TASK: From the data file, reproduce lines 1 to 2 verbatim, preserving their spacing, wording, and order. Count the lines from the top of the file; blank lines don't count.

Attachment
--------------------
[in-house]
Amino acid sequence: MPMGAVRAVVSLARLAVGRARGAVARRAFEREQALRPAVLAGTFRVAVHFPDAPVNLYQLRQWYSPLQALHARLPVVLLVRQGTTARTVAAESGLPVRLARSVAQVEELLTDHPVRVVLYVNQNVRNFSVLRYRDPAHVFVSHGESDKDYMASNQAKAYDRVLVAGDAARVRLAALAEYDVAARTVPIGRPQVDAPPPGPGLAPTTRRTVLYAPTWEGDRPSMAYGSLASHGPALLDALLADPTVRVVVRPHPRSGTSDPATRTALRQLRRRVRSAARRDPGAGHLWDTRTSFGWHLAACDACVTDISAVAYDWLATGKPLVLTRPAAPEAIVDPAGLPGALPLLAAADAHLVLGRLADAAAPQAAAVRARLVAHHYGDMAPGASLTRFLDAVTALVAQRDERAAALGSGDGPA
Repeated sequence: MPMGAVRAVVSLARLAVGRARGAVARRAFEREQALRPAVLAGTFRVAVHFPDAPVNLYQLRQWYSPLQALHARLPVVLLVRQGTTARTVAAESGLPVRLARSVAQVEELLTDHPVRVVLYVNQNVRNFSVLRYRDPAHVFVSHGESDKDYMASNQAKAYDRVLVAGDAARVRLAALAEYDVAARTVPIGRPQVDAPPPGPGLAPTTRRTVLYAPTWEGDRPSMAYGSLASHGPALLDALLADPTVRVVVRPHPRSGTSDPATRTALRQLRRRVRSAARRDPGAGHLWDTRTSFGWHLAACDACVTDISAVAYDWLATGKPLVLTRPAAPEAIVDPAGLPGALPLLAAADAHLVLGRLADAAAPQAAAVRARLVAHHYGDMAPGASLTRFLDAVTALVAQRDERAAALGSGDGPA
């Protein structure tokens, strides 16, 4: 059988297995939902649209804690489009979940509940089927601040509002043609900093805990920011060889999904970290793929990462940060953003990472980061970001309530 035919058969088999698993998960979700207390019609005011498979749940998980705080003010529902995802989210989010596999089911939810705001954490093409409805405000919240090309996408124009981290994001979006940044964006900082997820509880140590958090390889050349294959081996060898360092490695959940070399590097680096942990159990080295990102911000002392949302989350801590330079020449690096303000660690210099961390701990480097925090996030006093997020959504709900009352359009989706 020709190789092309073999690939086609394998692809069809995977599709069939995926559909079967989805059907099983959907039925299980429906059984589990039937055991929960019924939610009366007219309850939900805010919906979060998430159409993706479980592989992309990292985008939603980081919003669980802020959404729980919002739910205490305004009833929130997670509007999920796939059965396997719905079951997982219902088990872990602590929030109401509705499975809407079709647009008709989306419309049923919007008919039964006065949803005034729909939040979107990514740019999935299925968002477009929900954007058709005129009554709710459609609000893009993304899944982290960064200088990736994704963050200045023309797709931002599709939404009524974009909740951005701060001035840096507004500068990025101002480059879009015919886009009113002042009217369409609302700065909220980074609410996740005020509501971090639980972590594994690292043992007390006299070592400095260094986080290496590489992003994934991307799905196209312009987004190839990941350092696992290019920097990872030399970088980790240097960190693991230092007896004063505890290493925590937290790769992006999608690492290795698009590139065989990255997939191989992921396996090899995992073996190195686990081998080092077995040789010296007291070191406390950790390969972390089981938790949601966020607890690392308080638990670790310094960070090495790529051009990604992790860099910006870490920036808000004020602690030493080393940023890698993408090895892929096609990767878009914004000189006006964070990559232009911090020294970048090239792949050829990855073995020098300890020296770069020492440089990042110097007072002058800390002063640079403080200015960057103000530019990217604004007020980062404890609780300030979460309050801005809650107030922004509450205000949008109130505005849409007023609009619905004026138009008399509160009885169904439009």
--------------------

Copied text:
[in-house]
Amino acid sequence: MPMGAVRAVVSLARLAVGRARGAVARRAFEREQALRPAVLAGTFRVAVHFPDAPVNLYQLRQWYSPLQALHARLPVVLLVRQGTTARTVAAESGLPVRLARSVAQVEELLTDHPVRVVLYVNQNVRNFSVLRYRDPAHVFVSHGESDKDYMASNQAKAYDRVLVAGDAARVRLAALAEYDVAARTVPIGRPQVDAPPPGPGLAPTTRRTVLYAPTWEGDRPSMAYGSLASHGPALLDALLADPTVRVVVRPHPRSGTSDPATRTALRQLRRRVRSAARRDPGAGHLWDTRTSFGWHLAACDACVTDISAVAYDWLATGKPLVLTRPAAPEAIVDPAGLPGALPLLAAADAHLVLGRLADAAAPQAAAVRARLVAHHYGDMAPGASLTRFLDAVTALVAQRDERAAALGSGDGPA